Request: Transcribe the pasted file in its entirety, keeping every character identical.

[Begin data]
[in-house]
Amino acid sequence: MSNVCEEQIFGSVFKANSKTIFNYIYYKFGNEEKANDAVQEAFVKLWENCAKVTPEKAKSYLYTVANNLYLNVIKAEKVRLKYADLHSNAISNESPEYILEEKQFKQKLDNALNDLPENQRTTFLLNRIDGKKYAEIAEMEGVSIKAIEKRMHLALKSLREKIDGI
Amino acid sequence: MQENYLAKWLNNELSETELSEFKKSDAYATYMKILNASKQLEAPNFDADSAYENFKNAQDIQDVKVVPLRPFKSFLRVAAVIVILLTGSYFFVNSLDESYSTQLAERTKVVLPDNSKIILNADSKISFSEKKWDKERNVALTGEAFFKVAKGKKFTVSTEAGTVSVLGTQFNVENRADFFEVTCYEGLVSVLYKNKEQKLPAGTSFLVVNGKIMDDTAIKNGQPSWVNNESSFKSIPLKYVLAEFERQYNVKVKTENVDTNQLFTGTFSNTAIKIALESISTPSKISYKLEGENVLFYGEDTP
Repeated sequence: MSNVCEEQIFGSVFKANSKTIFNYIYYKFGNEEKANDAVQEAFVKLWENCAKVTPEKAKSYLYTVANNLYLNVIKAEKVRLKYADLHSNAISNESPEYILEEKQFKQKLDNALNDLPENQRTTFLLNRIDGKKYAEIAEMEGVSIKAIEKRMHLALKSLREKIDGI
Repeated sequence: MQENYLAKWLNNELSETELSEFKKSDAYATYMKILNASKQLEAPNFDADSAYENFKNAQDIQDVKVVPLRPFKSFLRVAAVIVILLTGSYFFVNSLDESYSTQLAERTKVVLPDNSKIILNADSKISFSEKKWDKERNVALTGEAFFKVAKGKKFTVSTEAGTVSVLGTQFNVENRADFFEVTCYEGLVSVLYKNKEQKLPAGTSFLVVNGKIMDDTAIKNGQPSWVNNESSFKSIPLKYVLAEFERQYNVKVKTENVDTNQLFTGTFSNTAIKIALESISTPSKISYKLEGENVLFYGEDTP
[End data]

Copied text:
[in-house]
Amino acid sequence: MSNVCEEQIFGSVFKANSKTIFNYIYYKFGNEEKANDAVQEAFVKLWENCAKVTPEKAKSYLYTVANNLYLNVIKAEKVRLKYADLHSNAISNESPEYILEEKQFKQKLDNALNDLPENQRTTFLLNRIDGKKYAEIAEMEGVSIKAIEKRMHLALKSLREKIDGI
Amino acid sequence: MQENYLAKWLNNELSETELSEFKKSDAYATYMKILNASKQLEAPNFDADSAYENFKNAQDIQDVKVVPLRPFKSFLRVAAVIVILLTGSYFFVNSLDESYSTQLAERTKVVLPDNSKIILNADSKISFSEKKWDKERNVALTGEAFFKVAKGKKFTVSTEAGTVSVLGTQFNVENRADFFEVTCYEGLVSVLYKNKEQKLPAGTSFLVVNGKIMDDTAIKNGQPSWVNNESSFKSIPLKYVLAEFERQYNVKVKTENVDTNQLFTGTFSNTAIKIALESISTPSKISYKLEGENVLFYGEDTP
Repeated sequence: MSNVCEEQIFGSVFKANSKTIFNYIYYKFGNEEKANDAVQEAFVKLWENCAKVTPEKAKSYLYTVANNLYLNVIKAEKVRLKYADLHSNAISNESPEYILEEKQFKQKLDNALNDLPENQRTTFLLNRIDGKKYAEIAEMEGVSIKAIEKRMHLALKSLREKIDGI
Repeated sequence: MQENYLAKWLNNELSETELSEFKKSDAYATYMKILNASKQLEAPNFDADSAYENFKNAQDIQDVKVVPLRPFKSFLRVAAVIVILLTGSYFFVNSLDESYSTQLAERTKVVLPDNSKIILNADSKISFSEKKWDKERNVALTGEAFFKVAKGKKFTVSTEAGTVSVLGTQFNVENRADFFEVTCYEGLVSVLYKNKEQKLPAGTSFLVVNGKIMDDTAIKNGQPSWVNNESSFKSIPLKYVLAEFERQYNVKVKTENVDTNQLFTGTFSNTAIKIALESISTPSKISYKLEGENVLFYGEDTP